23 Aug 2014
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Guilford Board of Selectman Sends Proposed Town Budget to Board of Finance

At Monday night's Board of Selectmen meeting, the Board unanimously elected to send the proposed 2013-14 Town budget of $30,878,0098 to the Board of Finance. The budget increase is among the lowest proposed in years; under 2%.

Guilford Board of Selectman Sends Proposed Town Budget to Board of Finance

 

After months of work by various town departments, board and commission volunteers, and the Board of Selectmen, a proposed budget was sent to the Board of Finance Monday night. At the Board of Selectmen meeting, the Board unanimously voted to send to the proposed 2013-14 Town budget of $30,878,098 to the BOF. The proposed budget is not a final product, and will still be under review by the Board of Finance. 

The budget is a 1.96% increase, or $564,681, over the current budget. According to the town's press release, "this increase if primarily due to increases in capital expenditures, funding our pensions at levels recommended by our actuary, and increasing funds for road reconstruction and maintenance costs." The initial proposed budget's from Town Departments called for a 3.01% increase.

"What made us really successful in being able to work with our budget was the refinancing of bonds we did of November of last year," First Selectman Joe Mazza said at the meeting. The move reduced debt service this year by $773,336.

The overarching concern of the Board of Selectman was the uncertainty of State revenues that will be allocated to Guilford, considering the state budget deficit. "We are feeling the pressure of the reduction of state funding," said Selectman Gary MacElhiney. "And when they cut funding on a service that we feel is necessary to provide to the resident, it falls on us to come up with the financial support to continue to offer that service. And just because we put something in the budget, doesn't mean we have to spend it. It doesn't mean we will spend it."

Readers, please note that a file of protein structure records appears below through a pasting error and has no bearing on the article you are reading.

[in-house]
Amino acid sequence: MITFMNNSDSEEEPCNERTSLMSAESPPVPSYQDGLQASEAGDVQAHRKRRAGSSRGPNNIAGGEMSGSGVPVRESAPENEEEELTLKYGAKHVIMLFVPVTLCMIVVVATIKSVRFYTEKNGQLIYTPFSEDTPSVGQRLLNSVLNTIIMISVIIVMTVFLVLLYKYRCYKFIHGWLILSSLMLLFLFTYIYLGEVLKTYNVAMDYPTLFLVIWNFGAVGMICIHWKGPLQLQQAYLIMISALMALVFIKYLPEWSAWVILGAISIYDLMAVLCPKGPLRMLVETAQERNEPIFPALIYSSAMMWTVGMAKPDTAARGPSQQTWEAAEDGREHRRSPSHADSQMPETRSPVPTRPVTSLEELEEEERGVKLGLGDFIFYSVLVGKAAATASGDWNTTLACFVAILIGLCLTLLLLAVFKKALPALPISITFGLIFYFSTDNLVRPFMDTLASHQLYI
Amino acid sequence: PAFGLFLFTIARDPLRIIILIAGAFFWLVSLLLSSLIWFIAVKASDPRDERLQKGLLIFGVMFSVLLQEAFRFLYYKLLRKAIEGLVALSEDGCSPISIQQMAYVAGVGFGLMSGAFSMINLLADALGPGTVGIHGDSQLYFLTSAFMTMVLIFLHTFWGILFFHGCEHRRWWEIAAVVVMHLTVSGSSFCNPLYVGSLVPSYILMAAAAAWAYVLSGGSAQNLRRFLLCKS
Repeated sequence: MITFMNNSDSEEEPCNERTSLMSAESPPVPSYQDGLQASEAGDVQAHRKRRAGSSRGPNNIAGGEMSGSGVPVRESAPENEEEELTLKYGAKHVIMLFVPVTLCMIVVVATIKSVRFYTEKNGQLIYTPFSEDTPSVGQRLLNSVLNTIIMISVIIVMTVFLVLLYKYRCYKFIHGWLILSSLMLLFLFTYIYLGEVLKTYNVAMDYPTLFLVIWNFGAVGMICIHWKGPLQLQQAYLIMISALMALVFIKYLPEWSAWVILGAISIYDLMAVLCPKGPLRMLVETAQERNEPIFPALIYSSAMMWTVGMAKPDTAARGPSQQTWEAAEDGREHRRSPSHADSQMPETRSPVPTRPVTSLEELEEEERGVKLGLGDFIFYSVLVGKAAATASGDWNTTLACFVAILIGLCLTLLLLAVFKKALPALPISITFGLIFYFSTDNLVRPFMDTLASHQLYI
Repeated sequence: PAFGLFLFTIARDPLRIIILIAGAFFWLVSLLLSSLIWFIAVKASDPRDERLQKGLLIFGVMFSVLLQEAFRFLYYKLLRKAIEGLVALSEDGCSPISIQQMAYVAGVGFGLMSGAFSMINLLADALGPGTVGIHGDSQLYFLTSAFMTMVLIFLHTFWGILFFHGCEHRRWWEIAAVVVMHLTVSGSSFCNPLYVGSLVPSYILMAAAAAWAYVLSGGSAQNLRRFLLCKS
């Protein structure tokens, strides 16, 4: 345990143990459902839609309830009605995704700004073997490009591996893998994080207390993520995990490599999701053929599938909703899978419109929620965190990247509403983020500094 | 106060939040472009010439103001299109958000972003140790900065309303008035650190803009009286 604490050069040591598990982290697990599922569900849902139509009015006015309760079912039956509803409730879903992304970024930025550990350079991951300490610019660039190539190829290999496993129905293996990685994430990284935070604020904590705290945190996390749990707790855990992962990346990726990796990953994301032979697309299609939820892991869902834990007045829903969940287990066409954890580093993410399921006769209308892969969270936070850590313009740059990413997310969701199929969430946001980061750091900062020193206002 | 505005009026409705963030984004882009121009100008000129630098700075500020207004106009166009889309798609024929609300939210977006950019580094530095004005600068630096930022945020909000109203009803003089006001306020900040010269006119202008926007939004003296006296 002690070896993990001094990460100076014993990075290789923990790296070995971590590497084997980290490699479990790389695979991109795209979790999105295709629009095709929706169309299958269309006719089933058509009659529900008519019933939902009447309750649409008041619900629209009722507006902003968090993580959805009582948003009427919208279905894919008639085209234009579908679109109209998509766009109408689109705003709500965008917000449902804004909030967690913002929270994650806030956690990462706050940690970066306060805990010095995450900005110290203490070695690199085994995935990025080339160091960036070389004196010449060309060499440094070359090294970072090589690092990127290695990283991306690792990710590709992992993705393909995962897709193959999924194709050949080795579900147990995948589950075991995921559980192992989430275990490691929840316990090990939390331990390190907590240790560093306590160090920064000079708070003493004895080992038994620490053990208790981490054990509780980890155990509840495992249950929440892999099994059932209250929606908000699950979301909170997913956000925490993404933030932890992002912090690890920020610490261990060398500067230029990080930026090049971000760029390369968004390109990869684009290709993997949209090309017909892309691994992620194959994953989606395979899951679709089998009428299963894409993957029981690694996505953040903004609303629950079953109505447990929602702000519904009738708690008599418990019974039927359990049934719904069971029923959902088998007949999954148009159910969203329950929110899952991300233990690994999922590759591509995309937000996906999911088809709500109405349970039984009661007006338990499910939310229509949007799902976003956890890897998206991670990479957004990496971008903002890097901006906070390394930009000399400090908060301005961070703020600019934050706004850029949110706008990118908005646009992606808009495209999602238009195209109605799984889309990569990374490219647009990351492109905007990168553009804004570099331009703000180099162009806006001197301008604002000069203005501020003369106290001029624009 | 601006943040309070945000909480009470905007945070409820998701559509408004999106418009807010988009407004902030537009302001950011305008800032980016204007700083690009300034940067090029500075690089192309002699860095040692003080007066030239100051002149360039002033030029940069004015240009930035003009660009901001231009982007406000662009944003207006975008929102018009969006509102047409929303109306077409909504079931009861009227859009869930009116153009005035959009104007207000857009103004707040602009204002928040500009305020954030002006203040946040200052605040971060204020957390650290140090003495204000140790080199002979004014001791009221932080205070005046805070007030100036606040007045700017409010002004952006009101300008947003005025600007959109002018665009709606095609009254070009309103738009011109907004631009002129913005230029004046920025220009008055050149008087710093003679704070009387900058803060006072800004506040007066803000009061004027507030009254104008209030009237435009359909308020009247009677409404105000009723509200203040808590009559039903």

"And I think that we are not only offering necessary services, but superior services," said Selectwoman Cindy Cartier. "And we are slowly and surely reducing our increases year to year, so we are moving in the right direction. We don't know what we will face with the state. I support this budget. It is a budget that gets us where we need to go."

Cartier did voice her disappointment that the town had elected not to move forward previously with consolidation of the Board of Eduction. "I'm all about long range planning, and I'm glad we're moving in that direction," said Cartier. "I am disappointed that we didn't take advantage of the opportunities we had to consolidate the Board of Education."

Selectwoman Veronica Wallace echoed MacElhiney and Cartier's concern about the state budget and what it means for the town. "I think that all the departments have done a great job with this budget, and I support it, but I am very concerned," Wallace said. "There are so many moving parts to planning this budget 12-18 months out, it's a difficult time to put a budget together. But we looked at every single line item, every single revenue item. We are very cognizant of the stresses taxes put on our residents, but we also have an obligation to provide certain things for this town."

"There is so much we don't know about state revenues, but we don't waste people's money," Mazza added. "The department heads are getting better and better with budgets each year. Much of the increases this year are largely in part to contractual obligations, which were drawn up at a time when the financial state of the economy was much different. Even after all this, we're still only half way there. Now it is up to the Board of Finance to move forward with our proposal."

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